“In other jurisdictions such as China, India and even in the United States, complementary and alternative medicine is highly regulated, highly standardised, and utilised within the appropriate parameters, and due to that better patient health outcomes are realised.”
Citing an example, she said with COVID-19, for instance, countries such as China and India better managed the pandemic due to the integrative nature of their health system where conventional and alternative medicine is utilised on the same scale as conventional medicine.
“In Ghana, our conventional medicine industry is highly under-regulated. Government’s attempts to integrate certain aspects of conventional medicine into our formal healthcare sector has yielded less than optimal results.”
“Apart from herbal medicine, other components of complementary and alternative medicine such as Naturopathy, Yoga, Acupuncture and Aryuvedic have no major accredited institution which is training such professionals using scientific methods: not until the Nyarkotey College of Holistic Medicine, which is in the process of receiving national accreditation was instituted. However, you’ll realise that a large majority of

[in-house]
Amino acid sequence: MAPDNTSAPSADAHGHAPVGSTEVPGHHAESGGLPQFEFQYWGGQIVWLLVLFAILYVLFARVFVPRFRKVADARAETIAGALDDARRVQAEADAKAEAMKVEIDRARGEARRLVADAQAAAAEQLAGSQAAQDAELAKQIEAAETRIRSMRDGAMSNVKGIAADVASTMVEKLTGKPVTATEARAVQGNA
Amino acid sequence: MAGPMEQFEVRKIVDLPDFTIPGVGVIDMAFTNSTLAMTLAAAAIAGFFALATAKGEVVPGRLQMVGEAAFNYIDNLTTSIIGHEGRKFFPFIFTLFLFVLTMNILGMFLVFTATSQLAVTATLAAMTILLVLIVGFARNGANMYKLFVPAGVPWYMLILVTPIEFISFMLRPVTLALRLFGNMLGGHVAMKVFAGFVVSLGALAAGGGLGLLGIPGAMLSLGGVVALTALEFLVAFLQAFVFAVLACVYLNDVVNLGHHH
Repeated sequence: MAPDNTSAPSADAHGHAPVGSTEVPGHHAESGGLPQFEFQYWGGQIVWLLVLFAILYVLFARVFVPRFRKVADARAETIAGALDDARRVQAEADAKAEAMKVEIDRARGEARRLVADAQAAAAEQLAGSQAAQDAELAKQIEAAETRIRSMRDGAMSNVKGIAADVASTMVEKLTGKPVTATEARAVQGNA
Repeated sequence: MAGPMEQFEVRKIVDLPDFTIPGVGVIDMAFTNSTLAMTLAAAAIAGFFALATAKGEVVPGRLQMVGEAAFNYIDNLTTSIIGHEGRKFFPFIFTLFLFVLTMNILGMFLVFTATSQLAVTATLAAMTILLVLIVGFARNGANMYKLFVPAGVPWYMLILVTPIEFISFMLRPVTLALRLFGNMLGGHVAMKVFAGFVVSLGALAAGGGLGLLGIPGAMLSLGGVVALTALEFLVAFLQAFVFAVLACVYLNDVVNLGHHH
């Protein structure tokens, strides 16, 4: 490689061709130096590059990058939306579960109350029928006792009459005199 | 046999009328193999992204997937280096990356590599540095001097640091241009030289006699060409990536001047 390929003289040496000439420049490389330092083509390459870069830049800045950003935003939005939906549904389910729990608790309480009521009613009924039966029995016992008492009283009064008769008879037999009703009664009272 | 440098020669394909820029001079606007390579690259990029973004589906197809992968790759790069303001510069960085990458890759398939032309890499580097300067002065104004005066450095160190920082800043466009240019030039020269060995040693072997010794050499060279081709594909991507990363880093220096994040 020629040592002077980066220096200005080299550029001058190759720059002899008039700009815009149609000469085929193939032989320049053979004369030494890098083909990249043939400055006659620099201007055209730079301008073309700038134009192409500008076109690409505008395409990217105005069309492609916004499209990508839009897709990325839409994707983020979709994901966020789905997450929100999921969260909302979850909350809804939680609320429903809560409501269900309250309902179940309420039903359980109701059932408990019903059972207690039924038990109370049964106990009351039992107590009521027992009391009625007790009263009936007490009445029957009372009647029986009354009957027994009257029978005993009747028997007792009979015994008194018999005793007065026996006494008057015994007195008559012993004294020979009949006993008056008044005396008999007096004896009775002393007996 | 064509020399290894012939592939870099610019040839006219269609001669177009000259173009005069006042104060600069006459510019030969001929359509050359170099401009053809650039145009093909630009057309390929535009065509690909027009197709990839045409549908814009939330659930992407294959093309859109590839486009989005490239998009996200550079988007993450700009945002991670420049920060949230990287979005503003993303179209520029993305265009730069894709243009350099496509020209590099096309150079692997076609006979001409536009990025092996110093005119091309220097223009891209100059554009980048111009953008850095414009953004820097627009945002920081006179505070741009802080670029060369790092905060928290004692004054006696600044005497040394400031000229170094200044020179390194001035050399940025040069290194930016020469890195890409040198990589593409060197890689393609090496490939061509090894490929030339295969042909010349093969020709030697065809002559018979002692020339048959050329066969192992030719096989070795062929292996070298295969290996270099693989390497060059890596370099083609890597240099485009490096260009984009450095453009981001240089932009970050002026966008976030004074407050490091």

Ghanaians resort to complementary and alternative methods of healthcare from practitioners who have received little or no formal training,” she stated.
She said even though traditional medicine practitioners had some form of relationship with the Traditional Medicine Council, a lot of them were trained through the apprenticeship system, which has little or no scientific basis.
“Investing in complementary and alternative medicine will serve as a huge avenue for medical tourism in Ghana, and this can serve as a source of revenue, since complementary and alternative medicine is receiving worldwide attention from major stakeholders such as the World Naturopathic Federation and even the World Health Organisation.”
The health policy advocate who is also an Assistant Lecturer at the University of Education, Winneba, said there were numerous inconsistencies, especially with the implementation stages of our health policies in our part of the world hence her passion to delve into the policy circles and make a significant impact.
“I have always wanted to help health workers acquire top-notch clinical and administrative skills so that they could deliver excellent healthcare and eventually, make Ghana’s health system a formidable one,” she said.